As Egyptians mull over the newly drafted charter, the future political roadmap for the country remains unclear with no official decision made on when the presidential elections will be held.
The announcement on Saturday by interim President Adli Mansour that the referendum on the new constitution will be held on 14 and 15 January 2014 will inevitably raise speculations over potential presidential candidates who will lead Egypt forward.
Leftist politician Hamdeen Sabbahi has recently announced he will run for the upcoming elections, but experts are questioning his chances of success and those of other ex-presidential candidates.
Sabbahi, who came third in Egypt’s presidential elections in 2012, made the announcement during an interview with the Egyptian private satellite TV channel CBC on Tuesday. However, he maintained that the decision will rely on an agreement between secular political parties to nominate one candidate as the ‘revolutionary’ representative.
Some experts view Sabbahi’s decision as ‘irrational.’
“Sabbahi is now a useless card. Given his political and social skills as well as his economic strategies, the highest position Sabbahi can aim for is maybe president of the parliament, Magles el Shaab”, according to Mohammed Badr, a political science professor at the University of Germany and a Specialist in the Middle East relations.
Furthermore, the political landscape since 2011 “has changed for him a lot since then,” he added.
“The advantages that Hamdin had during the previous elections will not play in his favor this time anymore,” Badr said.
“The important support [Sabbahi] had from the Egyptians was mainly due to the fact that most of them did not want to see the Brotherhood take over nor anyone who reminded them of the old [Mubarak] regime,” he added.
Sisi vs. Sabbahi
Experts believe Sabbahi’s presidential bid could fail mainly due to the “Sisi effect”. They anticipate that if Egypt’s army chief General Abdel Fatah el Sisi runs he will “triumphantly win,” because Egyptians see him as ‘the candidate’ , writer and journalist journalist Abdel Latif el-Menawy told Al Arabiya News.
“[Sabbahi] has no chance at all, especially if General Abdel Fatah el Sisi presents himself [as a candidate],” Badr agrees.
Sisi has gained popularity after he led the ousting of Islamist President Mohammad Mursi in July following mass protests against his rule.
Since then, campaigns have been urging Sisi to present himself, and the army chief has not ruled out the possibility of running for presidency.
According to analysts, if Sisi decides to nominate himself, chances are he would be the sweeping winner.
“Sisi is the hero of this revolution, the one who protected the Egyptian population from terrorism. He is an emblem for Egypt,” Ali Hassan, Deputy Editor in Chief, at the London- based daily, Al Sharq al Awsat, told Al Arabiya News.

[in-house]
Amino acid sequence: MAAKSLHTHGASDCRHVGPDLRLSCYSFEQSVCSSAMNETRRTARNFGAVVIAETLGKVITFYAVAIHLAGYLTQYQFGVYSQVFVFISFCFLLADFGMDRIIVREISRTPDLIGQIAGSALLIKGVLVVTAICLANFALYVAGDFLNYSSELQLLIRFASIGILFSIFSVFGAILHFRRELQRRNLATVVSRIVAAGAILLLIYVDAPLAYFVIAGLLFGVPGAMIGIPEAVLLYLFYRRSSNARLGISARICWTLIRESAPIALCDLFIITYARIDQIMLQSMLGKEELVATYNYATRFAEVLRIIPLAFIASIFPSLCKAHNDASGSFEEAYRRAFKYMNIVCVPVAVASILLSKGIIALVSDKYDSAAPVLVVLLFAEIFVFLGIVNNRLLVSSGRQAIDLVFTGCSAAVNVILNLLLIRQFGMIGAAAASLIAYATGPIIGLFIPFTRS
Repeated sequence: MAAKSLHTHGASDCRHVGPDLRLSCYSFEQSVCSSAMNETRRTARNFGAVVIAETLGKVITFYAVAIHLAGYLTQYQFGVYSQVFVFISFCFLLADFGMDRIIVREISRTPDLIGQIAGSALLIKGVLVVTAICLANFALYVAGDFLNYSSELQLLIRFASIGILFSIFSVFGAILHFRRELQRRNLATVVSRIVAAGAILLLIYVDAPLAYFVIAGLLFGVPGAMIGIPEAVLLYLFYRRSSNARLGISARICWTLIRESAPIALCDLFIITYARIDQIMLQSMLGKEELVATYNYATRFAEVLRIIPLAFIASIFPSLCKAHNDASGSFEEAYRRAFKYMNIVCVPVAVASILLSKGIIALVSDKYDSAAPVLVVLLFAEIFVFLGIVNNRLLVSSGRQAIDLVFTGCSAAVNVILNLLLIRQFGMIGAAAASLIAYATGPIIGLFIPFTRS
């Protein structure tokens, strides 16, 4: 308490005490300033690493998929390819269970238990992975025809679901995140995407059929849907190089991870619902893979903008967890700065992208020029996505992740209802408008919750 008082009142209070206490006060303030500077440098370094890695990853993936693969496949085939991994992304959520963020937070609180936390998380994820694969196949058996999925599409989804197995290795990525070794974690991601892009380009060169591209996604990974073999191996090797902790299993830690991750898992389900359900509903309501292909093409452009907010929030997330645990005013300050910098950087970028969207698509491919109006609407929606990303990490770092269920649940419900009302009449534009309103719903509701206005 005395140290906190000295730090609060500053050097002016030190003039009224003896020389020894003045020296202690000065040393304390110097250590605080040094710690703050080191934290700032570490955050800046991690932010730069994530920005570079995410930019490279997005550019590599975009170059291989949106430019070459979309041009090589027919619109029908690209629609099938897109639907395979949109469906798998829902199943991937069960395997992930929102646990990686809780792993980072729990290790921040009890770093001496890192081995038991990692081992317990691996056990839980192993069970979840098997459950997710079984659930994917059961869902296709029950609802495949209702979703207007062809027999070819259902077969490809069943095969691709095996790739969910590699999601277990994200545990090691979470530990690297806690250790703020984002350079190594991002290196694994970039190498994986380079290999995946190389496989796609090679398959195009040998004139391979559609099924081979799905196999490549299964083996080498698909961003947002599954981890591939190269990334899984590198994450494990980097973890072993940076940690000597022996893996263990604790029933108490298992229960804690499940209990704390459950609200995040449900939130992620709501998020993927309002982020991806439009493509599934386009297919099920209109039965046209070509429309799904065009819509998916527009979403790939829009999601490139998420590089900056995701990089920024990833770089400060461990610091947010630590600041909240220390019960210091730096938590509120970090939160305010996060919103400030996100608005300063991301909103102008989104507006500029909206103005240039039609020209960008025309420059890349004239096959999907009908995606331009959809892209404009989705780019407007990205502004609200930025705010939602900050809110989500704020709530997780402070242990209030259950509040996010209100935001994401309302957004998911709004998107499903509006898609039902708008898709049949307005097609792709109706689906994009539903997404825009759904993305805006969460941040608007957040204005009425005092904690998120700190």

“Most of the supporters of the June 30 revolution as well as some influential political figures will be supporting Gen. Abdel Fatah al Sisi,” Hassan added.
Despite the widespread criticism of Sabbahi's announcement, some are actually more optimistic about Sabbahi’s candidacy, and believe he could potentially be Egypt’s next president. That is, if General Sisi does not run for the position.
“Sabbahi has his chances if Sisi is not a election candidate”, El-Menawy said.
El-Menawy believes that Sabbahi is a popular figurehead amongst Egyptian youth and the lower social classes, which combined, represent a large share of the Egyptian population.
“Sabbahi ows his popularity mainly thanks to Egyptians aged 18-25 who don’t know much about Nasserism and what it means,” el-Menawy said.
“They see Sabbahi as a new face that does not belong to the Brotherhood [one] and that is opposed to the old [Mubarak] government,” he continued.
“He also has influence on working class people who represent a large part of the Egyptian population… he knows how to talk to them about social justice and evoke their interest”, El-Menawy added.
Additional politicians have also stepped forward as potential candidates for the upcoming presidential elections.
Abdel Moneim Abou el Fotouh, former presidential candidate, mentioned that he was deeply considering to run for president in the 2014 elections, during an interview last month with Al Arabiya correspondent, Randa Abo el Azm.
“Abou el Fotouh will gain the votes of all Islamists, including Salafist,” el-Manawy said.
Egypt’s former Chief of Staff, General Sami Anan, is also seen as a potential candidate.
Experts, however, remain divided over the possibility of Mohammad al Baradei becoming president. “He might be able to gather a large number of votes especially from the voters that previously opted for the Muslim Brotherhood figureMohammad Mursi,” Badr commented.
However, many believe Baradei’s decision to remove himself from the political scene after the June 30th revolution hurt the credibility of the 2005 Nobel Prize winner
So far, no official announcements have been made regarding the candidates for Egypt’s 2014 presidential elections.